Following an agreement with the Bridgewater Canal Company, CRT-licensed boaters wishing to access the Bridgewater Canal, must now pre-book the visit using the on-line booking system (https://canalrivertrust.org.uk/enjoy-the-waterways/boating/planning-your-boat-trip/booking-your-passage-online), after you have set up a customer account, or by phone on 0303 0404040. Outbound passage, free of charge, is limited to a maximum of seven continuous days and return passage is up to a maximum of three continuous days free of charge. If you do not book the return journey when you book the outbound journey, you should log into your online account and tick the ‘three extra days’ box on the date of your return journey. The outbound and return journeys must be made within a continuous 28-day period, which starts on the first day of the outbound journey. You cannot return to the Bridgewater within 28 days, unless you buy a short-term Bridgewater licence from www.bridgewatercanal.co.uk/boating (between £20 for three days to £160 for 28 days).
Ken Hylins reports on the meeting on 12th April.
I attended this meeting for the first time with an open mind as to what to expect. There were seven people in the Zoom meeting: Matthew Symonds (Chairing) and Rachel Heywood from CRT, a waterway chaplain and other people with an interest in this matter. The following points were brought up at the meeting:
1. CRT spotters are beginning to assess towpaths and structures with regard to disability access, which will take time to complete. However, there will be a charge to get the final publication. A private boater is travelling the cut assessing the canal as regards disabled access. I raised the possibility of using boating organisations’ feedback to help with this matter.
2. CRT would like people/boaters to send a short video saying what they think is important for their staff to consider when dealing with disabled issues and the consideration needed.
3. All future work carried out by CRT will consider disabled needs.
4. CRT is looking to increase the number of marked disabled moorings.
5. The recent equality questionnaire was considered to be invasive. It was stated that this document is being rewritten for clarity and understanding (well done David Fletcher!).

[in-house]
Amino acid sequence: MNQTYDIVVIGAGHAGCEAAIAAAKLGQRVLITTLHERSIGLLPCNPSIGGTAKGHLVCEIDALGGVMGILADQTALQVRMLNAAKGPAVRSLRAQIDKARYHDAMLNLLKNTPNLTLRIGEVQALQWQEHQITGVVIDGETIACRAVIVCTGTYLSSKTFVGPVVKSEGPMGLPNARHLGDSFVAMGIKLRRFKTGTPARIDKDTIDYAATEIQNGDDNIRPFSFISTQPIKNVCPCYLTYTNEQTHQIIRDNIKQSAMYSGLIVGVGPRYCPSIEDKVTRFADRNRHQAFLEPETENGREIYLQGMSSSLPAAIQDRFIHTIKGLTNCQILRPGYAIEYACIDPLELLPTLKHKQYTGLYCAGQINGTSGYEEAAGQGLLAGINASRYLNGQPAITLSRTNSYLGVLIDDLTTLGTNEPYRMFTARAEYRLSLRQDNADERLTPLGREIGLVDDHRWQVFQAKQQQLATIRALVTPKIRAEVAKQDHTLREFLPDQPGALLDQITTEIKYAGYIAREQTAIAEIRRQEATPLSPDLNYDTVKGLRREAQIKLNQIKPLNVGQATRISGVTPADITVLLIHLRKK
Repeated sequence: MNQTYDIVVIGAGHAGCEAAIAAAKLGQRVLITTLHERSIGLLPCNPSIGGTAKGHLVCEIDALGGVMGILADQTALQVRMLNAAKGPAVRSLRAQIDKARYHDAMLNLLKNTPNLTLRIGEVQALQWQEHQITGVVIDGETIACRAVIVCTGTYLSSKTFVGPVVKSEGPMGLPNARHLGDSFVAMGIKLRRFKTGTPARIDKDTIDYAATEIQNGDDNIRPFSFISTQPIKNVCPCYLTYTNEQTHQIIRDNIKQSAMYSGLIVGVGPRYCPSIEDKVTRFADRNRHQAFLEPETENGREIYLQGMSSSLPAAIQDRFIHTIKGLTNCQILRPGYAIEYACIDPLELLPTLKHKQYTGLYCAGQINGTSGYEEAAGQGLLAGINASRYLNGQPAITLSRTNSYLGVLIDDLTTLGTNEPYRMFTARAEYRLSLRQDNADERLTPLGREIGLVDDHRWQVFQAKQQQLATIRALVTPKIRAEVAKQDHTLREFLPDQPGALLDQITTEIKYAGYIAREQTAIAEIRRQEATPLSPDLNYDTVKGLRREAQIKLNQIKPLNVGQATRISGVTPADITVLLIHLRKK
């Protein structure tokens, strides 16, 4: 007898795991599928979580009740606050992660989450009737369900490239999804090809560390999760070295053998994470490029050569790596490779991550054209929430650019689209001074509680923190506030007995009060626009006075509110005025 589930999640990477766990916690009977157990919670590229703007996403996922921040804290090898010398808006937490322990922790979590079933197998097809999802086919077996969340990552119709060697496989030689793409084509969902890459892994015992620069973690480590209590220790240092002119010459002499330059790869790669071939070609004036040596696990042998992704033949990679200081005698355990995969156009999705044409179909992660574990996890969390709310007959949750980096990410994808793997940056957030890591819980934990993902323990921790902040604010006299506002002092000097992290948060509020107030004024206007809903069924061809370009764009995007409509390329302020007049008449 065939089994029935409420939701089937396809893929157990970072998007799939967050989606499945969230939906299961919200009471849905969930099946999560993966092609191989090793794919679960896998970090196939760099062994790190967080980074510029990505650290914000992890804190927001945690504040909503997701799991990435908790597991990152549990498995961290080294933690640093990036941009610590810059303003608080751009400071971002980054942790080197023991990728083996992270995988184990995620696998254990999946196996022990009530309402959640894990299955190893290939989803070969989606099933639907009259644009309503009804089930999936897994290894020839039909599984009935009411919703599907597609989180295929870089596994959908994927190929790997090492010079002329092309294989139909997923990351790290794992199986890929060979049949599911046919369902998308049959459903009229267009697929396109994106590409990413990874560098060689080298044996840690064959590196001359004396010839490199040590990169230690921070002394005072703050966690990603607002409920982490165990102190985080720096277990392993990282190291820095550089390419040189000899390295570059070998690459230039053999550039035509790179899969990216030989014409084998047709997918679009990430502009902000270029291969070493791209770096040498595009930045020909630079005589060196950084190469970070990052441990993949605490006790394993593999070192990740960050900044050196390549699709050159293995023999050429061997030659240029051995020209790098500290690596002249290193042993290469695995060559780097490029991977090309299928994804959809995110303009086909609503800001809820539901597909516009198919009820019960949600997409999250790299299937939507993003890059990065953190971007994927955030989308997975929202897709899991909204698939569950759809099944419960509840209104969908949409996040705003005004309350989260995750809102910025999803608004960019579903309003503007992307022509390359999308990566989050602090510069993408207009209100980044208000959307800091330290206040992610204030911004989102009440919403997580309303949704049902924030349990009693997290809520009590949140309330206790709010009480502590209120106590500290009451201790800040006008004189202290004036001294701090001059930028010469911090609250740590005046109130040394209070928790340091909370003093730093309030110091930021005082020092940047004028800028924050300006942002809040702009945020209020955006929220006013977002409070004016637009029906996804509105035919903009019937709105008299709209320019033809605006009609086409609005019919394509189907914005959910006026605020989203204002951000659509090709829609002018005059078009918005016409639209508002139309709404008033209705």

6. The issue of reduced moorings fees for disabled people was brought up two years ago and CRT was criticised for having taken no action on this matter.
7. It was also stated that CRT has difficulty implementing adjustments on rivers as they often don’t own the land.
8. CRT also said that boaters should get help in getting moorings and support from their local welfare and support officer. I challenged this statement as totally incorrect as there is little or no support on this matter for a boater. Mathew Symonds requested to have a meeting with me to follow up my concerns. In conclusion, I found it of value to be able to find out what is going on and the proposed adjustments being considered. I feel there is also value in this forum in raising issues on behalf of NABO members - the shame effect. I will be attending the next meeting on behalf of NABO, but I have an open mind. It gives us another platform to work on and more contacts to work with.
- CRT’s annual lockage report for 2020
The headline figure, comparing 2020’s lock use with the previous year, is that there was a reduction of almost 33% across 172 comparison sites. In the week before the first lockdown in March, there were some 3,500 weekly lock counts, which fell to fewer than 1,000 during lockdown. From early July, when boaters were able to cruise freely again, lockage numbers soared to more than 12,000 per week and remained at this level for most of the summer, with a peak of 13,700 in mid-August. As in previous years, the twinned Hillmorton Locks 2 and 3 on the North Oxford Canal were the busiest with 5,933 lockages, a drop of 29% on 2019. Next was Cholmondeston Lock on the Shroppie with 5,346 lockages (also down 29%), followed by Woodend Lock on the T & M at 4,450 lockages. The least-used lock was Graving Lock, which links the Shroppie to the River Dee, with 28 lockages for the year. The report can be found at https://canalrivertrust.org.uk/lockages.
Every so often, something happens that brings home the dangers closely associated with our way of life and hobby. Preventing carbon monoxide (CO) accumulation has been in the forefront of the fight to make life on a boat safer, with compulsory CO meters, adequate ventilation and a programme to make boaters more aware of the dangers. The Marine Accident Investigation Branch (MAIB) has just released the findings of an investigation into the deaths of two people on a cruiser in York, which makes sobering reading. The link to the full report is given below and I really would recommend that you read it, but the following is a short synopsis.
The summary from the MAIB is as follows:
‘At about 2000 on 4 December 2019, the bodies of two men were discovered in the cabin of the privately owned motor cruiser, Diversion, which was moored to a quay in the centre of York, England. The bodies were those of the boat owner and his friend, who had spent the previous evening in the city centre socialising with former work colleagues and were spending the night on board. Both men had died as a result of carbon monoxide poisoning. The carbon monoxide had leaked into the cabin from the boat’s diesel-fuelled cabin heater exhaust.’